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Whistleblowing

“Whistleblowing” is defined as the disclosure by an individual to the public, or those in authority, of mismanagement, corruption, illegality, or some other form of wrong-doing in the workplace. If you are employed your employer is likely to have a whistleblowing policy which will explain the steps you should take if you need to “blow the whistle”.


People who raise concerns about malpractice in an organisation or workplace are legally protected by the Public Interest Disclosure Act 1998 (or the Public Interest Disclosure (Northern Ireland) Order 1998 in Northern Ireland). The Act protects “whistleblowers” against victimisation or dismissal, provided they have behaved responsibly in dealing with their concerns.

Often the kinds of concerns you may need to raise within your workplace would not be serious enough to be considered as whistleblowing, but many of the principles that apply to the legal protection for whistleblowing are the same as those which apply to the action you should take to raise a less serious concern within your organisation.


What you need to know
The following advice applies to situations where you need to ‘blow the whistle’.

1. Check your employer’s policy
When you want to raise a serious concern in this way, the first thing you should do is check your employer’s whistleblowing policy. The policy will tell you how to raise your concern, and give details of the contact person for raising concerns within your organisation. If you cannot find the policy, or it is not clear, you should seek advice from some of the sources listed at the end of this article.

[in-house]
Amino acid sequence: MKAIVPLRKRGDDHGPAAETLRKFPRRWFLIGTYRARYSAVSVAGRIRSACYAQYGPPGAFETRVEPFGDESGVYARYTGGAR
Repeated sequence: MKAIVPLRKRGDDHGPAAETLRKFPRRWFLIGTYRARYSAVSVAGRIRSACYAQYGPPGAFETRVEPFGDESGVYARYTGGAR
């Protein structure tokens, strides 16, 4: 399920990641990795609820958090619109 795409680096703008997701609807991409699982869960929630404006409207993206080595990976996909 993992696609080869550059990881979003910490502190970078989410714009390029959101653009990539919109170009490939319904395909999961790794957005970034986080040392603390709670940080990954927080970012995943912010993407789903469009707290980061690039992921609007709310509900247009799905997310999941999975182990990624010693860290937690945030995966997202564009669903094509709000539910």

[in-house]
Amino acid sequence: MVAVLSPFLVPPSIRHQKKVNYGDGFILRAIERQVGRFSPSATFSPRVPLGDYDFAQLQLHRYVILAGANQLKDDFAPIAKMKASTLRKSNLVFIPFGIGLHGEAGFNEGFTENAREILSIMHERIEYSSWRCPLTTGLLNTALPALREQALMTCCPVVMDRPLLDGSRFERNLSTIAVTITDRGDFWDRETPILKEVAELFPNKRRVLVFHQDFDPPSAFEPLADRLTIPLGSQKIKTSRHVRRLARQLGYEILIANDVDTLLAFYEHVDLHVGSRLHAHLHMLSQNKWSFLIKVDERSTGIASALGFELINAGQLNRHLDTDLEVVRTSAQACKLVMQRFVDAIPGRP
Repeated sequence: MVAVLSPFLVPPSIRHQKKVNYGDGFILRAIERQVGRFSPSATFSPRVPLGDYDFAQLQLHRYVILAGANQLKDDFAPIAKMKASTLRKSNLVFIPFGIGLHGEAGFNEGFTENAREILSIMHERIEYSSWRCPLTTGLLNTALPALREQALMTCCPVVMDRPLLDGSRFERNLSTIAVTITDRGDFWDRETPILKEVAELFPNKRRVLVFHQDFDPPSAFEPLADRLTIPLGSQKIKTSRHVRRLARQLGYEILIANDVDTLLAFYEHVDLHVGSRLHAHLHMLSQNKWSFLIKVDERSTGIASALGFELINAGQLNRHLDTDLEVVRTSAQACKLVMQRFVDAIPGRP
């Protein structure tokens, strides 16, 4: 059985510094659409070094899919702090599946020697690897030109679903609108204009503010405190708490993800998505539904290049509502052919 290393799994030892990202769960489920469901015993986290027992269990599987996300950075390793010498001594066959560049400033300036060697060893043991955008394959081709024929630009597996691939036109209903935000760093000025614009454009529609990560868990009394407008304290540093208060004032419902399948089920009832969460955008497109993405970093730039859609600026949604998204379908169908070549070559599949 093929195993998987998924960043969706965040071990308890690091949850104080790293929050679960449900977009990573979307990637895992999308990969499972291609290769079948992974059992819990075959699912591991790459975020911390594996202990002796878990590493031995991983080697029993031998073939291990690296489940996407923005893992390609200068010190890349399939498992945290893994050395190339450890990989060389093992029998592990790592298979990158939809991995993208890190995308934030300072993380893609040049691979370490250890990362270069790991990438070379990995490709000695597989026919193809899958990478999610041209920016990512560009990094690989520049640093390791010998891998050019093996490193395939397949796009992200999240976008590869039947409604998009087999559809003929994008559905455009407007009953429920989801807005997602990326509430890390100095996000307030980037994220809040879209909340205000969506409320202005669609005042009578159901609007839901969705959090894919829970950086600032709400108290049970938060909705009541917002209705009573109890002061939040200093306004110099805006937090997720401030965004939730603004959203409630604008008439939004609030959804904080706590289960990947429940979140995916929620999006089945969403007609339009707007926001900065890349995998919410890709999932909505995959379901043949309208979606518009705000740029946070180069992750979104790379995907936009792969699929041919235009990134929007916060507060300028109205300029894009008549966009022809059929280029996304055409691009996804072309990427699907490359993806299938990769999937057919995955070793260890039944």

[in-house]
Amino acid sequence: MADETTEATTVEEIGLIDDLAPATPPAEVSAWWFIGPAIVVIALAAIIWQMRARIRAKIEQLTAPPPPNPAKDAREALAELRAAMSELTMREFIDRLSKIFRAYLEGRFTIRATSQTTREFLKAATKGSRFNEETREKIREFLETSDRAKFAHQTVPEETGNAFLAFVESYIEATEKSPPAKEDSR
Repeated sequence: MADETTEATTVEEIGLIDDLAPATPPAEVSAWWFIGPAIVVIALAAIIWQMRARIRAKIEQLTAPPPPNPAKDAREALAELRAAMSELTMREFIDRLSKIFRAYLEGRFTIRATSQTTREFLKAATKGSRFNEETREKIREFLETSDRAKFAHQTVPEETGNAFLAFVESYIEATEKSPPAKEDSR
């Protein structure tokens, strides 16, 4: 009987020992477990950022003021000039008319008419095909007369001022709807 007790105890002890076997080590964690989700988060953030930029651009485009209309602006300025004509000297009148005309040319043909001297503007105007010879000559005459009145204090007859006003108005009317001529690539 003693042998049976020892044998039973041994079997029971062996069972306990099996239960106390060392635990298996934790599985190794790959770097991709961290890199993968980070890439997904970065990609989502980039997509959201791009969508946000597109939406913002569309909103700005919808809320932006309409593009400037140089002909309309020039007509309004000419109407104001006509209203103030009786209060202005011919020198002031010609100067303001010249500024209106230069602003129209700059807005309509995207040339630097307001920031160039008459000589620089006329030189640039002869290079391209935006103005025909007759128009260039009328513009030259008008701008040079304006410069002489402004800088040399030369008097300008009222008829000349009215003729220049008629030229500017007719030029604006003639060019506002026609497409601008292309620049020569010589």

2. Raise your concerns internally
If your organisation has a whistleblowing policy, you should follow the steps set out within it to raise your concern. It is likely that the policy would require you to raise your concerns internally first, through your manager or employer. Raising your concerns in this way would usually be the most appropriate first response, as your concerns may be able to be most easily addressed at a local level. When you raise a concern, you should be kept informed about the action taken to deal with it.
If you need to raise a concern about the health, behaviour, or practice of another professional, you should raise your concerns internally and also notify the appropriate regulator for their profession—which may be the HCPC. Further advice on raising concerns about HCPC registrants is available here.

3. Escalate your concerns internally
It may not always be appropriate or possible to raise concerns directly with an employer or manager, perhaps if they are the source of your concern, or if they have not addressed your concerns within a reasonable amount of time. At this stage it may be appropriate to escalate your concerns to a higher level of management within your own organisation.

4. Escalate your concerns externally
‘If you have used all the options for raising your concerns internally but they still have not been addressed, you may wish to escalate your concerns to an external organisation. This would usually be with a recognised organisation that has the authority to investigate the issue – known as a prescribed person. You can find more information in our section on making a disclosure to a prescribed person.

5. Raising or escalating your concern publicly
Only in very serious circumstances should you consider making your concern public. In this situation you should always seek appropriate advice from the sources listed in the next section before taking any action. You may also wish to seek legal advice regarding the legality of any action you intend to take.